Handling inbound calls

“So on at least 75 per cent of calls we save 45 seconds,” says Kirouac. “Previously what we had to do is answer ‘good afternoon, how can I help you?’ and [the agent] would have to go to the computer system and find the file, get it to [his or her] screen and then start servicing the policy. All that is done automatically as the phone is transferred. We don’t want our IVR to be too long because we know that people don’t like it, but it really improves customer service for us because the file goes along.”

Those 45 seconds per call become significant with a weekly volume of 30,000 to 50,000 calls from customers, depending on the time of year. And because all agents have access to the customer files which are on the central system, the location of the agent is transparent to the customer.

The IP system also gives La Capitale the capability of routing calls according to the skills.

IP-based phone systems usually result in savings, particularly in long distance charges. That has been La Capitale’s experience as well, but that is only a side benefit. Even as vice-president of finance, Kirouac places greater value on the system’s ability to enhance their customer service by making sure the customer gets answered, increasing agent productivity by at least 20 per cent, applying CTI and capturing data to better manage the call centres. Previously, La Capitale had no idea how many calls went to each location on a daily basis.

“Even in peak periods, there is no message taken on calls coming in,” he boasts. “We never reduced our personnel here even though we knew [the IP system] would increase productivity. It makes a larger amount of agents available for any customer in the province of Quebec.”

Lessons learned

Kirouac offers these tips for others considering an IP communication system:

• choose one single vendor. “When you work with phone companies or phone vendors, when there is a problem, it is always the other vendor’s fault. We took an end-to-end solution so everything is Cisco’s problem.”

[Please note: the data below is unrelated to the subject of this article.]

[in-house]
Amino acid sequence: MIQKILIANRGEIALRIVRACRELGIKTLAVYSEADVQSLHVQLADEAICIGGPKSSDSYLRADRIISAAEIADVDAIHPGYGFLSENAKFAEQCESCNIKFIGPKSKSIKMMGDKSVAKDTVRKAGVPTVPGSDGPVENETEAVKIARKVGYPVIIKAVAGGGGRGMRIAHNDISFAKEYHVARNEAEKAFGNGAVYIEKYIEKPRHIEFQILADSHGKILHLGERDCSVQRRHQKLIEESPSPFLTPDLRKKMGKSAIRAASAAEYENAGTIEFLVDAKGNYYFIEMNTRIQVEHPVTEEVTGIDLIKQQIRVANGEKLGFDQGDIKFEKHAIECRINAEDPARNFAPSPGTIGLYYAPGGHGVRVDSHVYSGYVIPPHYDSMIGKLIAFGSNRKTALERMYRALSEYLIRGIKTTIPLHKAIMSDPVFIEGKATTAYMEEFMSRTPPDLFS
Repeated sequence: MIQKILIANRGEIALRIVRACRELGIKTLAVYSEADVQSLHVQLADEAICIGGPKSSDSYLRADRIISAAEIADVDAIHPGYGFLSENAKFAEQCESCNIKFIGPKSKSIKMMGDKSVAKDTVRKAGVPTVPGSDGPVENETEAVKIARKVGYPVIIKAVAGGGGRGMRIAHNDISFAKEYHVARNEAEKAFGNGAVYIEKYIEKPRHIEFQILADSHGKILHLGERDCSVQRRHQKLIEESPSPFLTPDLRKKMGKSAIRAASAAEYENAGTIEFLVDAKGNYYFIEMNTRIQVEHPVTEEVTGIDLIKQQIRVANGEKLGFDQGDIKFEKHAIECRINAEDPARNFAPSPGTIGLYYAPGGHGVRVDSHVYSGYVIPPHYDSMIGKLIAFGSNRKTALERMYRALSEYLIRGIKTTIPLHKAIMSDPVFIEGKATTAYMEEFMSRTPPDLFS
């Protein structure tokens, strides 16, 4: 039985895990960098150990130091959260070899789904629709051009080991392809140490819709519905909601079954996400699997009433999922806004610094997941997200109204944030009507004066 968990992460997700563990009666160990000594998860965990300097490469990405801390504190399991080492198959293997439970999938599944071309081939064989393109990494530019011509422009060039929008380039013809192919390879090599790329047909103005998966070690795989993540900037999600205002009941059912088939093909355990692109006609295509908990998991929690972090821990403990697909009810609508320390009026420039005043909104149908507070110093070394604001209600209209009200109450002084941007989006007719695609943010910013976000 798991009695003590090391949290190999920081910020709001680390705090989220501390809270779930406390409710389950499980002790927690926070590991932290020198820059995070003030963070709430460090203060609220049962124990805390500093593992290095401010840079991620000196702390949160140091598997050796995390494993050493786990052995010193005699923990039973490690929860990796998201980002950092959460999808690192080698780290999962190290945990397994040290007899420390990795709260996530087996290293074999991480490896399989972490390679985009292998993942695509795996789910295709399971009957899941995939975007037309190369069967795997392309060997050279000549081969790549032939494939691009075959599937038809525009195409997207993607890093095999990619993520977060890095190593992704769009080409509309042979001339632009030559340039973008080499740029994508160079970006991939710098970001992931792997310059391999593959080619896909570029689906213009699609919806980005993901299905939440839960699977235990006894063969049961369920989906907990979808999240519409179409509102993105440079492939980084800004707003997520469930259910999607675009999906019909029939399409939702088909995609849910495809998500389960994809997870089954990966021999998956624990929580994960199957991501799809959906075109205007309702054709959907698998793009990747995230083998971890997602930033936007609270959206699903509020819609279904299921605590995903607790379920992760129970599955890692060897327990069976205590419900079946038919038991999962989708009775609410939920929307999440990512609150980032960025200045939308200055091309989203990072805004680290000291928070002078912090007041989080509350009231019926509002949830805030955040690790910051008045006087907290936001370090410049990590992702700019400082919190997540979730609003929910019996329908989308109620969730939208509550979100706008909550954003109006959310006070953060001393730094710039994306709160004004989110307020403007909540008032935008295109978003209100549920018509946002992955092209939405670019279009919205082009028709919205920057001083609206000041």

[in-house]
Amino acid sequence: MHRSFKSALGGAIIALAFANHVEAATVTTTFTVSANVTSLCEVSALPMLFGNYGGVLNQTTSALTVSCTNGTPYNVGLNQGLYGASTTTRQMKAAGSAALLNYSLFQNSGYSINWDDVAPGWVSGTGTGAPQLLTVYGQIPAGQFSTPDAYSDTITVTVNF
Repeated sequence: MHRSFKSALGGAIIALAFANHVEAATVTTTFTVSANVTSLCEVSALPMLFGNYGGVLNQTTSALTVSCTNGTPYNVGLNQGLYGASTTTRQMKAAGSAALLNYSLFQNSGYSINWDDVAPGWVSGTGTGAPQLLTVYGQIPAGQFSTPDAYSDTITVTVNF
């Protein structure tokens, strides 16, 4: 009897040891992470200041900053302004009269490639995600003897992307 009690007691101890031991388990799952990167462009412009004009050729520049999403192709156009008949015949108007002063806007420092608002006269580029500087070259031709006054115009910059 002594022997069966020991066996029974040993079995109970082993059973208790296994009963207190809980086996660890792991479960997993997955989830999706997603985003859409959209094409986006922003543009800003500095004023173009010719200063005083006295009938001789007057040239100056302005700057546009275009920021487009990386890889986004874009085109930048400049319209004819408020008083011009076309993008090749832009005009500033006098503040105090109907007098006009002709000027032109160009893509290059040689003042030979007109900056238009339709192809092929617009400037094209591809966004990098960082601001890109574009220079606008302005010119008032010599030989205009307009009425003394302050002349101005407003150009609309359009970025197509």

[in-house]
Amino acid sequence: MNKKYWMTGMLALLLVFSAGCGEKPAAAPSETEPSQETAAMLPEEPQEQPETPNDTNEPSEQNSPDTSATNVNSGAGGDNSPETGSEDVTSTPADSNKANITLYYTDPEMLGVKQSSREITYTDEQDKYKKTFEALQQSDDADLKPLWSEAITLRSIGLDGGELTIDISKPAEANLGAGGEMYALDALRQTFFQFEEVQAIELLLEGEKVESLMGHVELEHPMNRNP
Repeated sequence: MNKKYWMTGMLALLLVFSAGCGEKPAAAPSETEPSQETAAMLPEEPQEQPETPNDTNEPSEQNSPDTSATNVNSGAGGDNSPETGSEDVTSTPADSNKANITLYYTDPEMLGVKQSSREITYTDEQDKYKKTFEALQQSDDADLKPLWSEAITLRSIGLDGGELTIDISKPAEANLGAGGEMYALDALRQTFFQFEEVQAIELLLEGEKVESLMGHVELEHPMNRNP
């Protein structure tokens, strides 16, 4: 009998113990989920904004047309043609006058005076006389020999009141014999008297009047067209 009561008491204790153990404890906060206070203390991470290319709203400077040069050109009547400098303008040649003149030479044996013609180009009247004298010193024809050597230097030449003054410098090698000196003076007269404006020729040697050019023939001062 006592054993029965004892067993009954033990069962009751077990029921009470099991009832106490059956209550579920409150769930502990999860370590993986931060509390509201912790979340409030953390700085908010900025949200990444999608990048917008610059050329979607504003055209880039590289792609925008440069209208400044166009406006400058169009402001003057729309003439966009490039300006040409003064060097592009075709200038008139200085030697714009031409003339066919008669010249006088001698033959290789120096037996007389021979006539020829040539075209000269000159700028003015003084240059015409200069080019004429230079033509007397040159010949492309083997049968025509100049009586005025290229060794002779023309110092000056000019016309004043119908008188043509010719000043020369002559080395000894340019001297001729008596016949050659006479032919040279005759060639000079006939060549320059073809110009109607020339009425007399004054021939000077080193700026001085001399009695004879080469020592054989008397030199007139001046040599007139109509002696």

• make sure you have adequate data processing resources to do the project, including network specialists, a telephony specialist that is user-oriented, and IT people to understand and build the application. “There is some IVR scripting to be done and all kinds of stuff that needs to be set up in order to have a system operate the way you really want it to operate.” La Capitale had network and telephony people but had to hire IT people.

As a result, they used Cisco professional services but they prefer to be independent from vendors and have their own staff doing the applications. “If I had the IT people at the beginning, we would have been self-sufficient earlier. When you want to do something, you do it and when it is someone’s responsibility to take care of the system, failures can be fixed easier and quicker.”

• have a back-up. While implementing the new IP telephony, their Centrex system ran in parallel which they could switch to in about 10 seconds if there were problems, says Kirouac. “We would just reroute the main numbers and it would go on our old system. I would never do that without having another phone system just beside.”

In addition to phone systems in Quebec and Montreal backing up each other, some of the hardware in those centres is doubled as a precaution.

• don’t be afraid to be the first on board. “We got an Oracle database in 1997. All of our insurance applications are running on Oracle. We’re always ahead of everybody else in technology. That’s probably one of the reasons our employees really like us.”

Indeed, this past September, human resources firm Watson Wyatt and the magazine Affaires Plus awarded La Capitale as the best employer in Quebec in the category of enterprises with more than 500 employees.